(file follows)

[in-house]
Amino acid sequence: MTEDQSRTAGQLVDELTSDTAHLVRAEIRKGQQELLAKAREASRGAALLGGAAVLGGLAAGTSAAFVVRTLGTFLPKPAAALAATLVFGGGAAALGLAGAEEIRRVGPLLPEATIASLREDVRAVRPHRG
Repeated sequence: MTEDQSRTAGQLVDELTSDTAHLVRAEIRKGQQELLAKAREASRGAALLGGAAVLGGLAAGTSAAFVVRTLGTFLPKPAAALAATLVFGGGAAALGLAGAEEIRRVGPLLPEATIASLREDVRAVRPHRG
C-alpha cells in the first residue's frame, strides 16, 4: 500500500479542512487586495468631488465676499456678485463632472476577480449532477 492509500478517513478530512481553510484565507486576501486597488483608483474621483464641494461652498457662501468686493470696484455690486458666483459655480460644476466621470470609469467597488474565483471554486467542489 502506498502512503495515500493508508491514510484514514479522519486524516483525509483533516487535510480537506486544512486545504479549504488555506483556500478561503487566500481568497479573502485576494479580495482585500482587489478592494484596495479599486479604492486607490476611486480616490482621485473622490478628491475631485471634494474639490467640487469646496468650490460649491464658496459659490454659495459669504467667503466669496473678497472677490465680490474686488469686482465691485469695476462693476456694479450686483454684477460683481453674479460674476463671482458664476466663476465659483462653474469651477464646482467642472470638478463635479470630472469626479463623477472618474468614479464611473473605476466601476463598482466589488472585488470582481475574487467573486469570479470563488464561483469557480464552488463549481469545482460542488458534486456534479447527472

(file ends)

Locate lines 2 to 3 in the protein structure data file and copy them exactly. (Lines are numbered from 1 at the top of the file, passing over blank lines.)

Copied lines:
Amino acid sequence: MTEDQSRTAGQLVDELTSDTAHLVRAEIRKGQQELLAKAREASRGAALLGGAAVLGGLAAGTSAAFVVRTLGTFLPKPAAALAATLVFGGGAAALGLAGAEEIRRVGPLLPEATIASLREDVRAVRPHRG
Repeated sequence: MTEDQSRTAGQLVDELTSDTAHLVRAEIRKGQQELLAKAREASRGAALLGGAAVLGGLAAGTSAAFVVRTLGTFLPKPAAALAATLVFGGGAAALGLAGAEEIRRVGPLLPEATIASLREDVRAVRPHRG